Bartlett, William Henry
Forty days in the desert, on the track of the Israelites: or a journey from Cairo by Wady Feiran, to Mount Sinai and Petra — London, [1840]

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religion must render them familiar. I believe I have now noticed
all that is remarkable in the interior of the convent.

I often revisited the church, which derives a peculiar and touching
interest from its being the only remaining place of Christian wor-
ship in the heart of this hallowed wilderness, which once resounded
with the chants of such numerous worshippers, as it has done also
with the triumphant cry of martyrs and confessors ; but where their
cells are vacant, their habitations ruined, and the last vestiges of
their shrines fast disappearing. I have already remarked upon the
care which the monks appear to take of their church. The interior
is simple, but impressive, having a nave, with rows of Byzantine
columns and arches, and a side-aisle, the roof being flat: the floor is
of inlaid marble. The altar-skreen is highly, but not tastefully,
decorated; and, like the rest of the building, is ornamented with
pictures of saints, male and female, painted in the Byzantine style,
on a ground of gold. Numerous silver lamps add to the richness of
effect. The principal ornament of the building is a large mosaic on
the roof of the semicircular recess above the altar, representing the
Transfiguration, and having, in small ovals, portraits of Justinian
and his too celebrated wife Theodora. Behind the altar is the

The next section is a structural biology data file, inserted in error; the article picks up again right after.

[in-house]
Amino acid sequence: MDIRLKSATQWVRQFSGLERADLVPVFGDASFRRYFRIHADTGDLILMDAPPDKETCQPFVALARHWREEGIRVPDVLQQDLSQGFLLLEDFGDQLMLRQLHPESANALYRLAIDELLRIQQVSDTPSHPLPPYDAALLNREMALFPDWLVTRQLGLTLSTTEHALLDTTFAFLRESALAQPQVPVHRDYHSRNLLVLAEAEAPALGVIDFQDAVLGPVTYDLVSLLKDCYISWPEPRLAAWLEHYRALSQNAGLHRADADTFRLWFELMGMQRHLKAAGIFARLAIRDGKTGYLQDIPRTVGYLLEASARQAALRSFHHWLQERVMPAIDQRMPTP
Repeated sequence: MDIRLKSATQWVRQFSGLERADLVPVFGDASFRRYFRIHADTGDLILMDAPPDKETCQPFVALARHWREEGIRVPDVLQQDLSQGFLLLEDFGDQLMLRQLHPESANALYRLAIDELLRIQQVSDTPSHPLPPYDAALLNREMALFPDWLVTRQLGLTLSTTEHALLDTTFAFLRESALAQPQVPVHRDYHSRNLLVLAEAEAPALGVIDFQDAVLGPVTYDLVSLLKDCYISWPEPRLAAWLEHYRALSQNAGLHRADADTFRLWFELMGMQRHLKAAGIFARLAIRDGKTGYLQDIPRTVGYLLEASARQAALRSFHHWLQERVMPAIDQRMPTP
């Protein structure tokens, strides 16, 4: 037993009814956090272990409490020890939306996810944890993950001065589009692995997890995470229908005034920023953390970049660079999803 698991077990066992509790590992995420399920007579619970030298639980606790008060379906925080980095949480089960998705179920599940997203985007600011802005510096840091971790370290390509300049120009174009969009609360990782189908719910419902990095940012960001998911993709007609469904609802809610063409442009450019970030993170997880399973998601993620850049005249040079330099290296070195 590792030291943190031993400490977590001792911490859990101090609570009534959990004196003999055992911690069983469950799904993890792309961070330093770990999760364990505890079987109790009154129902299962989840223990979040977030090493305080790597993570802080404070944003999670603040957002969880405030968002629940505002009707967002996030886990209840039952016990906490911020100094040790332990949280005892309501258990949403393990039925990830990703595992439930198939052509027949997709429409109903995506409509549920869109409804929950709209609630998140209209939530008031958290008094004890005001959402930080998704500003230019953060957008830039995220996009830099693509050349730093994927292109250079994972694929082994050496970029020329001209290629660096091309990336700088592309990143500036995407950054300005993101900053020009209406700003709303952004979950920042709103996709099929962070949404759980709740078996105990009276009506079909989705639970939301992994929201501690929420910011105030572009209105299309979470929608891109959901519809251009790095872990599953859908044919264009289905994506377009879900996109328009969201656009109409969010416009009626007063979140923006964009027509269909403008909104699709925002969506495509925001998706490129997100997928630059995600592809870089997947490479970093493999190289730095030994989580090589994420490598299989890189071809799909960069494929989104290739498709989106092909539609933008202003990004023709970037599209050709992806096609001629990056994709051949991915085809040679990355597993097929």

chapel, over the spot where the burning bush is supposed to have
stood: upon it the utmost richness of decoration has been lavished;
and the floor is covered with costly carpets: this holy spot
may not be visited without taking off one's shoes. The relics of
St. Catherine, whose body, after martyrdom at Alexandria, was
conveyed, according to tradition, to the summit of the neighbouring
mountain, to which she has given her name, are also preserved with
great veneration in another chapel.

The scanty, but very interesting, historical notices relating to the history
of Mount Sinai, are collected by Robinson, (Biblical Researches, vol. I.,) from
■whom, and Burckhardt, I borrow a few brief particulars.—" The legend of
St. Catherine of Alexandria, who first fled to Sinai, and whose body, after
martyrdom at Alexandria, i3 said to have been carried by angels to the
summit of the mountain that now bears her name, is laid in the beginning of
the third or fourth century, about A.D. 307." Even before that period, how-
ever, these mountains had become the retreat of Egyptian Christians when
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